The president might be faulted, at this point, for not praising the disciplined and clever virtues that allow one to make money, and especially for not praising Morehouse for graduating young men so well prepared to distinguish themselves in the world of work. And we'll also just excuse him for the gratuitous and unmanly commercial for ObamaCare. He is, after all, a politician, a member of a class that can't be expected to practice reliably the classy virtues.
The president, after all, does make it clear that he doesn't want assuming responsibility to be confused with treating others as dependents. The Morehouse Man should "inspire those who look up to you to expect more of themselves." If I were a Morehouse Man, here especially I would say you're not telling us anything new. Surely, Morehouse Men of proud personal responsibility have always tried to inspire all free and equal black men (and women).
The president speaks personally--although not specifically--of his own "bad choices" and how found excuses to avoid responsibility for them. He quotes "a common fraternity creed here at Morehouse: 'excuses are tools of the incompetent, used to build bridges to nowhere and monuments of nothingness.'" Blaming racism and so forth is a tool of incompetence. Not taking responsibility for who you are and what you can do makes you more incompetent--less a free and responsible man -- that you would otherwise be. The tougher your struggle, the more you have to depend on virtue and the more you're rewarded with proper pride when you succeed.
More than ever, the president claims, there's "no time for excuses." Here's why: "in today's hyperconnected, hypercompetitive world . . . nobody is going to give you anything you haven't earned. And whatever hardships you may experience because of your race. They pale in comparison in comparison to the hardships previous generations endured--and overcame." The news here is good and bad, but mostly good. The excuse of race-based hardship makes less sense than ever. We live, more than ever, in a meritocracy based on productivity. And that's thanks, in great measure, to the courage and competence of black men and women--particularly Morehouse Men--in the past.
It's here, finally, that the president praises the virtues connected with being productive, being judged according to the relevant qualities of character and competence--and nothing else--in today's rigorous competition for money and power. Surely some conservatives could go into a polemic against affirmative action here. But you couldn't expect a Democrat to do that, and that wouldn't have been classy for anyone, given the audience of justifiably proud black men. The Democratic president is certainly praising the ennobling challenges of a genuinely free market.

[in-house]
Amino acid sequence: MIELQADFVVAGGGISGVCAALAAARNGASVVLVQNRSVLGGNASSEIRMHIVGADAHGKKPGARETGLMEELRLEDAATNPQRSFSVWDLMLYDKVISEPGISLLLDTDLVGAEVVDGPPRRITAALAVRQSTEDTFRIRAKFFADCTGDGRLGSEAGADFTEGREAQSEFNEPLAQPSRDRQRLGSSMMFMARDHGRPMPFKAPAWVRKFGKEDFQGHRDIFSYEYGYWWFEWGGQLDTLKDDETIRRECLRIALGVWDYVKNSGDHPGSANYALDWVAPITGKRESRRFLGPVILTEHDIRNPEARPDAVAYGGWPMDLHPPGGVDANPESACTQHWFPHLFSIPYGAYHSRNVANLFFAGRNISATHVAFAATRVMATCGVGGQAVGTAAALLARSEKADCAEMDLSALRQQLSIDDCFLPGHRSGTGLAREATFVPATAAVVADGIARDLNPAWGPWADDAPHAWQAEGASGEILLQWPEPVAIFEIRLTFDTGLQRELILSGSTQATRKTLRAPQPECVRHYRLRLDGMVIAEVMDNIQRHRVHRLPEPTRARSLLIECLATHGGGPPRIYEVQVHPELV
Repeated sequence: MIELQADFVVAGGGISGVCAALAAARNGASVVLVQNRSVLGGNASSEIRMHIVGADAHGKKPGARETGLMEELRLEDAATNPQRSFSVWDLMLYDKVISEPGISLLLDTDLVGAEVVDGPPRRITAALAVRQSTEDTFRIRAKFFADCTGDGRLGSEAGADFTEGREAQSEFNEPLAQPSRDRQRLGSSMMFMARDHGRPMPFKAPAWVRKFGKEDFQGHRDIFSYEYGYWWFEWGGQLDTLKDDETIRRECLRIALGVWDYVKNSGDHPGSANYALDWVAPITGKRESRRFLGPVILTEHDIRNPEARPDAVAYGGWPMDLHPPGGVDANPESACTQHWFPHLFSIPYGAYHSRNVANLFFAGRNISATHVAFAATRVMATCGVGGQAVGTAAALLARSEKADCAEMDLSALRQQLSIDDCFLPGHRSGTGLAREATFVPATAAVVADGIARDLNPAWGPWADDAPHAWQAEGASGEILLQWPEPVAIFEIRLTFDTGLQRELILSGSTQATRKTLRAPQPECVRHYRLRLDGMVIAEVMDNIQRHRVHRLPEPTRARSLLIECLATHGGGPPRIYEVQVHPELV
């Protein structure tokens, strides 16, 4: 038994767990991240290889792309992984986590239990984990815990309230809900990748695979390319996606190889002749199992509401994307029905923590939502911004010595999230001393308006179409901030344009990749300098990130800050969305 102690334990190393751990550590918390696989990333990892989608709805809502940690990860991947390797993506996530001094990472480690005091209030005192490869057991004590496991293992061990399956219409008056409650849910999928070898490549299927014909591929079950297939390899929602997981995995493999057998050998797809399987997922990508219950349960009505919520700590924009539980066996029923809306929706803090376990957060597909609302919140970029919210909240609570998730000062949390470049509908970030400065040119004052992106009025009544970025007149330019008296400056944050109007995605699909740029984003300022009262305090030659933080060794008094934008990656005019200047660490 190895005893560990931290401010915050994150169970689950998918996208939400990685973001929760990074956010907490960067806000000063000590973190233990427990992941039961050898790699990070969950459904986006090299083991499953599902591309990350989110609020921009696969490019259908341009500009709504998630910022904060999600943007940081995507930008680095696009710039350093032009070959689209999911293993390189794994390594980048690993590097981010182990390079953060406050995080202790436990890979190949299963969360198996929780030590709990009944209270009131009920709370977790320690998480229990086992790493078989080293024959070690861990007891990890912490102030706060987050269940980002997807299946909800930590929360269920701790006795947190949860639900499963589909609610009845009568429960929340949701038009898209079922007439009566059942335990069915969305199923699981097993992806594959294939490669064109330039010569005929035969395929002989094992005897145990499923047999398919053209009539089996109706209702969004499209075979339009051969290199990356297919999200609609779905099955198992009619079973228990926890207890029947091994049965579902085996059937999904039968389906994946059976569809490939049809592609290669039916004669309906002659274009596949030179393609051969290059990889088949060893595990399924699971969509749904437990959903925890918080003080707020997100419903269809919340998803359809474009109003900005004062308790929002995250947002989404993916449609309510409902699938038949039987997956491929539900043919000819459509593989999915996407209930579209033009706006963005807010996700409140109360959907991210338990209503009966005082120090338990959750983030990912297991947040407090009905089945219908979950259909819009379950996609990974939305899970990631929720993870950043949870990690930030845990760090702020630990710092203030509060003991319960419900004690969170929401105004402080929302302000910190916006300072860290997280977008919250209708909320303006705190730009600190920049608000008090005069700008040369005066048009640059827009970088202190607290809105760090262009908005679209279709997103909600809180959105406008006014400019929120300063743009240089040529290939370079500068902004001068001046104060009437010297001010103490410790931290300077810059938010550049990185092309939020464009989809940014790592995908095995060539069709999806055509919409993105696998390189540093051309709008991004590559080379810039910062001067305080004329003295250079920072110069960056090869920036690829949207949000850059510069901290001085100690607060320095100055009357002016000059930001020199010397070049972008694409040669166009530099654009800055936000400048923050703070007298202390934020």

The remainder of the speech was rather uneven. I wish the president has stopped after he said: "You now fail from a lineage of legacy of immeasurably strong men. . . . They knew full well the role racism played in their lives. But when it came to their own accomplishments and sense of purpose, they had time for excuses."
Give the president his due. He showed himself, in his best moments, to be a Morehouse Man. He didn't tell his fellow men anything they didn't already know. But when it comes to praising noble, truthful displays of moral virtue, maybe there just isn't much new to be known.
The lesson for liberal education is that it isn't nearly enough to say mouth platitudes about the purpose of life being more than money and power, and that everyone should be socially responsible, have a cause greater than oneself, give something back, yada, yada. It's about teaching about and inculcating through example and disciplined learning what allows men to rise above their circumstances and take responsibility for themselves and those less fortunate. The president's speech is remarkable--and a lesson to every professor and administrator in the land--insofar as it has called to mind all that is great about the Morehouse Man.
This post originally appeared on mindingthecampus.com. It is reprinted here with permission of the author.